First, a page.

CLEVELAND — July 16 marks National Atomic Veteran's Day, which is dedicated to the soldiers who participated in U.S. Nuclear bomb tests from
the mid-40s to the early 60s.
Many were exposed to radiation in the tests that led to health problems down the road and struggled for years to get the medical help they needed.
In 1956, Dyo Ellingsworth was a part of more than 550,000 soldiers that participated in nuclear bomb testing.
"They told us to bring our knees up and put our heads down and all of a sudden we heard a loud explosion," Ellingsworth said.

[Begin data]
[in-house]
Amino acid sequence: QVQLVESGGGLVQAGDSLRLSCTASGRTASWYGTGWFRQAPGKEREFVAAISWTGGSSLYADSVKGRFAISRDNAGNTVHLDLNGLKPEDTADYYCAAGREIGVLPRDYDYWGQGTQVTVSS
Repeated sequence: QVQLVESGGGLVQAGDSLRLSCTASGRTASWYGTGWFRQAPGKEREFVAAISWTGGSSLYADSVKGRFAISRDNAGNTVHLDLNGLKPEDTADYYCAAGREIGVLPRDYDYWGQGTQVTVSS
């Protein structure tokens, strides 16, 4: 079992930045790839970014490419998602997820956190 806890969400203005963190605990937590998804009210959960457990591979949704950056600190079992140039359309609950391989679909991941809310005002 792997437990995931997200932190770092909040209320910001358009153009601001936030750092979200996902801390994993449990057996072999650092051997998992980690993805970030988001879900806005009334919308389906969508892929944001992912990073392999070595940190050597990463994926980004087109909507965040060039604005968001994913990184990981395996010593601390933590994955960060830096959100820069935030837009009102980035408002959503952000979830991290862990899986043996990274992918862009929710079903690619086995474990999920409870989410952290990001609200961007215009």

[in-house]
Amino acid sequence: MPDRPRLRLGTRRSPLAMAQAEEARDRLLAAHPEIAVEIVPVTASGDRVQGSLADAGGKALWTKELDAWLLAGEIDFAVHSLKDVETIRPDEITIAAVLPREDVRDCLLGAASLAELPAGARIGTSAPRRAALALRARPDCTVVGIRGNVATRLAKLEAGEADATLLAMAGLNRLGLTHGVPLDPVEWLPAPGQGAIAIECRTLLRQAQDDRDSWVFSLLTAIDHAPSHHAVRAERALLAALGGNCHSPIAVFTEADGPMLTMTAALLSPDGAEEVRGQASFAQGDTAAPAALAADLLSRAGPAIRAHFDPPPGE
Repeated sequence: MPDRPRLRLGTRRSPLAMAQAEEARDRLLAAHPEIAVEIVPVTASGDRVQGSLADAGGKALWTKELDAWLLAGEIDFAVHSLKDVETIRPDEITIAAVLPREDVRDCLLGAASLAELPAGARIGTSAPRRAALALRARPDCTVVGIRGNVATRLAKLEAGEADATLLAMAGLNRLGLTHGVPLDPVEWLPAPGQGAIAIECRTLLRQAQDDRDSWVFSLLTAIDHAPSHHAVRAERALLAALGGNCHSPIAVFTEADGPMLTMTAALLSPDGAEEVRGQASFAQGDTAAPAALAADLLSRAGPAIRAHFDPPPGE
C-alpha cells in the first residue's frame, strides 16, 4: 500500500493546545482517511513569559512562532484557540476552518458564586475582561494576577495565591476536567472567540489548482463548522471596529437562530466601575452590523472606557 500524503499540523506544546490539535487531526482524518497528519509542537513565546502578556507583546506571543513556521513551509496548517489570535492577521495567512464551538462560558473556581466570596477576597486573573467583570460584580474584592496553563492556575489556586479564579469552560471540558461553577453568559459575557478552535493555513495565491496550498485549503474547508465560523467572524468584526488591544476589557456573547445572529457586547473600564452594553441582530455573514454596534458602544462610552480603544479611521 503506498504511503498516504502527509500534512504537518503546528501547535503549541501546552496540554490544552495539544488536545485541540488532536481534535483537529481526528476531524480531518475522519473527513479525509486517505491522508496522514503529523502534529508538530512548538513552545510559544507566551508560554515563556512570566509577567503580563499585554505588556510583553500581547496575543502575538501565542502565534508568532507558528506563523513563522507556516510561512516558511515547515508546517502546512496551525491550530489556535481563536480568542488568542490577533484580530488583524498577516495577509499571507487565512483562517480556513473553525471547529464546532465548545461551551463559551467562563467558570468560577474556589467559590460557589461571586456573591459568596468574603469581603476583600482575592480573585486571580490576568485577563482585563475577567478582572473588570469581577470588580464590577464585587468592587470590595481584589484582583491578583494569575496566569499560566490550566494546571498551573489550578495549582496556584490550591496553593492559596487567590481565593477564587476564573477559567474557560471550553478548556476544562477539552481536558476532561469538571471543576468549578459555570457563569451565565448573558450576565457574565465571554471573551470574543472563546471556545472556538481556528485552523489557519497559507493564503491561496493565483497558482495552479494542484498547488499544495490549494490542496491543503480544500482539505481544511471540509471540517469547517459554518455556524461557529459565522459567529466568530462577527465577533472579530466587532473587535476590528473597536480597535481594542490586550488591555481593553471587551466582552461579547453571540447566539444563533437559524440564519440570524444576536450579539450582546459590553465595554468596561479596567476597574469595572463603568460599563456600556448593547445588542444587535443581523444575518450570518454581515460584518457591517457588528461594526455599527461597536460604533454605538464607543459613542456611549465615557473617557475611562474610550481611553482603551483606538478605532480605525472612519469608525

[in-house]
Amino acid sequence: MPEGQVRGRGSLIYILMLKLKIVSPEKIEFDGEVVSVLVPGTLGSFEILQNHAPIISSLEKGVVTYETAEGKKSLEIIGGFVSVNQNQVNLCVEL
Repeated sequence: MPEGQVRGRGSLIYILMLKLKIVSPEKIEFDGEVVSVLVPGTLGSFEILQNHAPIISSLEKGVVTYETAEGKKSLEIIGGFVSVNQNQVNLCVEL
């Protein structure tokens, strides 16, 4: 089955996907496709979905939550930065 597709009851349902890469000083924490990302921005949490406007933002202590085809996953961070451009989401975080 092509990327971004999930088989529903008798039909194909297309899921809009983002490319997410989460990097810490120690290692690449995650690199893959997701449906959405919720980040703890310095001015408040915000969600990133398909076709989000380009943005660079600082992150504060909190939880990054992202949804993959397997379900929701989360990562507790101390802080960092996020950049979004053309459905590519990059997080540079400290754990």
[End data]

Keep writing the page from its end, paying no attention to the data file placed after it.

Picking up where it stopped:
Of that 550,000, only 1,400 are left with 15 in Ohio. Many suffered from health conditions due to the radiation.
"We were told not to talk about anyplace we were at we couldn’t even write letters," Ellingsworth said.
Since they were sworn to secrecy for nearly 50 years, they couldn't get the medical aid they needed.
"Most of the people that were involved in it became cancers," Ellingsworth said.
It wasn't until 1996 when Congress repealed the Nuclear Radiation Secret Agreements Act that veterans were allowed to tell their stories and seek medical attention.